Three clients, three strategy workshops, 8 days: intense. Each client is at a different stage of the strategy life cycle (see my recent blog). And each workshop highlighted a theme which reflected where that client sits on the strategy life cycle: viz.
This is the first of a series of three blogs that discuss the three themes.
Austerity is not a strategy. What’s next?
Mining services clients are clearly in the ‘rebuild’ phase. For about two years now the mining sector has drawn up the moat bridge. Responding to dramatic commodity price collapses mining companies did what they always do: cut capital projects; slashed exploration budgets; slashed headcount; banned consultants; cut travel. This is Management 101. The more recent collapse of the oil price suggests the oil and gas sector is about twelve months behind the miners.
All of this makes sense although, just as we over-invest on the upswing, undoubtedly we overdo the ‘slash and burn’.
There are many anecdotes about sub-optimal decision making as executives seek to dramatically squeeze costs out of the business and Boards overreact to shareholder demands for returning capital. For example, major resource companies will buy from third tier suppliers to capture the short term cost benefits, knowing full well there is a material performance risk – but hoping it doesn’t show up on their watch. The consequences of these decisions will eventually come home to roost.
Mining services companies have followed suit, with even more dramatic headcount cuts, many of them in survival mode. Austerity became the main game. And of course, they all slashed prices: it was the cost of being in business when markets collapse.
But let’s be clear: austerity is not a strategy. Austerity is akin to major surgery when something goes wrong. You may be suffering badly, and you need to get through that, but at some point you turn your attention to ‘what’s next?’
So what is next?
Across mining services the boom period demand was such that availability often trumped ability. The ability to differentiate hardly mattered. Galbraith once quipped: genius is a rising market. Everywhere you looked across the service sector there was evidence of ‘genius’.
But what happened within these businesses? Many service companies lost their ability to differentiate. Firms whose competitive advantage pre-boom was their culture now find that it has been weakened: culture was near impossible to maintain in these boom conditions. Agile businesses that once were lean in systems and procedures and relied on the skill and experience of their ‘wise heads’ find they have compensated for a weakening of their core by increasing reliance on procedures. Across both mining and services companies the capability of the businesses typically fell.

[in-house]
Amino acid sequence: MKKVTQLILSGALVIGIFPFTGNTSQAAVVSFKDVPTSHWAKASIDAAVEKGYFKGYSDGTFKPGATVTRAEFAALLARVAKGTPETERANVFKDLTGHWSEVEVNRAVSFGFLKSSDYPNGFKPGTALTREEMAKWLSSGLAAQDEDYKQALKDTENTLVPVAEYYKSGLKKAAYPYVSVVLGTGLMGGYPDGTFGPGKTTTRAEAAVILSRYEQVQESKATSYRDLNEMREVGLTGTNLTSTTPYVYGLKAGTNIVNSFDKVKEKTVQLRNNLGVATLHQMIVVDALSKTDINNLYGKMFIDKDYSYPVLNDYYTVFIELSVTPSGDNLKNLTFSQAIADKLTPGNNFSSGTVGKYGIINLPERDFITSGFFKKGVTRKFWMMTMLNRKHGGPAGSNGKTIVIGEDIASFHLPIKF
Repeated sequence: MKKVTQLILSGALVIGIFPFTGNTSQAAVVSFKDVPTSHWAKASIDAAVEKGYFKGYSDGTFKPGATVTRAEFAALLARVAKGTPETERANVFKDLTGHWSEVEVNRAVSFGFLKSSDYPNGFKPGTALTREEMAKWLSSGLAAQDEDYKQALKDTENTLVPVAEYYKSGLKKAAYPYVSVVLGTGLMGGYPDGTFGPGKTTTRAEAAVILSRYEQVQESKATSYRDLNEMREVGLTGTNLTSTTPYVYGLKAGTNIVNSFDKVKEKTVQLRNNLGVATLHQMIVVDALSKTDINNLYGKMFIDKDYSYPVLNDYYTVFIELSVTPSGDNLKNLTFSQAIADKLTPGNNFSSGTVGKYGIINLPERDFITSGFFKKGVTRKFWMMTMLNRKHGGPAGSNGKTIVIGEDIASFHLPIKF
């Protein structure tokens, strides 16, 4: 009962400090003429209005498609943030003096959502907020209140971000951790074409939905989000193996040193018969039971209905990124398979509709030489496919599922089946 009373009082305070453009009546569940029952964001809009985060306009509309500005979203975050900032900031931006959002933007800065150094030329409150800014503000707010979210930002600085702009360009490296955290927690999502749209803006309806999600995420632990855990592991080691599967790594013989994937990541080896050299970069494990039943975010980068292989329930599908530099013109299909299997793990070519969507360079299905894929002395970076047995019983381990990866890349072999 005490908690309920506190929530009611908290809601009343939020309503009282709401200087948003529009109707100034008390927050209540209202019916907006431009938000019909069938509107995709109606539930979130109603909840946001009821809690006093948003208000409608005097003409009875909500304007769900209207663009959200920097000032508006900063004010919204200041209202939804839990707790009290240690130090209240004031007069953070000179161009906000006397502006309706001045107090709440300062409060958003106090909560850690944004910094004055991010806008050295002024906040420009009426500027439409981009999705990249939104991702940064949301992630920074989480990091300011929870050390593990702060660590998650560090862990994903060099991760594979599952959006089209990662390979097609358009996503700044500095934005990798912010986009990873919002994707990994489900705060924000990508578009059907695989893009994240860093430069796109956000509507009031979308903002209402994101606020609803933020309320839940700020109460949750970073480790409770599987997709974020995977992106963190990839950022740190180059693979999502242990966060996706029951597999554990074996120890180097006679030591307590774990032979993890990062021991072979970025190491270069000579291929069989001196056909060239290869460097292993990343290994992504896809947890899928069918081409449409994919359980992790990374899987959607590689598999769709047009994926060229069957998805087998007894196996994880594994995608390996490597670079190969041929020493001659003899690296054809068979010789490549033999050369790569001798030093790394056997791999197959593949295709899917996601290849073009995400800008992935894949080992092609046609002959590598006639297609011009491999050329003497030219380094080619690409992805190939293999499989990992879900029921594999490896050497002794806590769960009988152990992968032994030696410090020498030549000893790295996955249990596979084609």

At some point services firms need to get back to basics: they need an organisational reset. Companies need to have a point of view: an ability which is distinctive and that clients value. Do you have a view about how your organisation is going to regain a distinctiveness which will allow it to compete on some basis other than price? If you want to be known for something, you have to stand for something.
Remember, too, leaders trade in hope. After your organisation has been through the slash and burn phase, leaders need to re-engage their workforce: they need to give them reason to believe that the future holds more than further cuts. The leadership conversation has to take a turn.
Perhaps it’s too soon in your sector? I have clients that are still hurting; still looking to get through the next 6 months. But the leaders in these businesses know that mere survival is not enough. They are getting on with building an agenda beyond austerity. Without this, organisations will leak talent. And without talent, survival is at even greater risk.
Has your executive team begun a substantive conversation around ‘what’s next?’ Successful US firm The Limited Brand has a mantra: “what’s new? what’s next?” Could this be the catalyst for an emerging leadership conversation in your organisation?